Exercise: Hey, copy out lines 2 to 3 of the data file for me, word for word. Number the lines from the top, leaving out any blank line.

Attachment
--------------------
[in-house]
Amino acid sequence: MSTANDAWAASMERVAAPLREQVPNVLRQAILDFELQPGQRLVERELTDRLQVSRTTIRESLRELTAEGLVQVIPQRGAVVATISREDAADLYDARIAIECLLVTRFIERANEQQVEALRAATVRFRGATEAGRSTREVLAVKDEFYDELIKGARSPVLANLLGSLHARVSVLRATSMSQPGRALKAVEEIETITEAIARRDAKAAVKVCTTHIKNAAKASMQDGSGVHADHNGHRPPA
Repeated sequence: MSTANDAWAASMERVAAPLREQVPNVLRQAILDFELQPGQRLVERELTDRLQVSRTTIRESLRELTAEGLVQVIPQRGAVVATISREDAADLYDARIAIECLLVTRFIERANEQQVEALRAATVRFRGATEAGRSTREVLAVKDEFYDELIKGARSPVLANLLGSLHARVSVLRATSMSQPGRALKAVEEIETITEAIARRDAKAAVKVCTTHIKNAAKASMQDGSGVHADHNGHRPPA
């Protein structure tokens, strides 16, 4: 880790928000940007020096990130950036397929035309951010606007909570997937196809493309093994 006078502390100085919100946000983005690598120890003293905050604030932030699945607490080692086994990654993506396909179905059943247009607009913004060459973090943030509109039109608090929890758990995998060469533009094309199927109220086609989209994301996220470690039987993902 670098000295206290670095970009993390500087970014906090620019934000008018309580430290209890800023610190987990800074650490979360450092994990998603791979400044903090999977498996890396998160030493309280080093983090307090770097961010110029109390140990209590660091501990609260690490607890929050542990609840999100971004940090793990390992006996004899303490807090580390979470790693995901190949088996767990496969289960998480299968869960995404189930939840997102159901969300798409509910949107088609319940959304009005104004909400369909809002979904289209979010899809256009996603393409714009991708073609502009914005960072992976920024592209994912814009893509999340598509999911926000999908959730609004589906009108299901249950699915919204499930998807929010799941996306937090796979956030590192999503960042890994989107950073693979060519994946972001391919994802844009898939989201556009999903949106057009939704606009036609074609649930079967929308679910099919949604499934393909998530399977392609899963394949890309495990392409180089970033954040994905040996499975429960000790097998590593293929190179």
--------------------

Amino acid sequence: MSTANDAWAASMERVAAPLREQVPNVLRQAILDFELQPGQRLVERELTDRLQVSRTTIRESLRELTAEGLVQVIPQRGAVVATISREDAADLYDARIAIECLLVTRFIERANEQQVEALRAATVRFRGATEAGRSTREVLAVKDEFYDELIKGARSPVLANLLGSLHARVSVLRATSMSQPGRALKAVEEIETITEAIARRDAKAAVKVCTTHIKNAAKASMQDGSGVHADHNGHRPPA
Repeated sequence: MSTANDAWAASMERVAAPLREQVPNVLRQAILDFELQPGQRLVERELTDRLQVSRTTIRESLRELTAEGLVQVIPQRGAVVATISREDAADLYDARIAIECLLVTRFIERANEQQVEALRAATVRFRGATEAGRSTREVLAVKDEFYDELIKGARSPVLANLLGSLHARVSVLRATSMSQPGRALKAVEEIETITEAIARRDAKAAVKVCTTHIKNAAKASMQDGSGVHADHNGHRPPA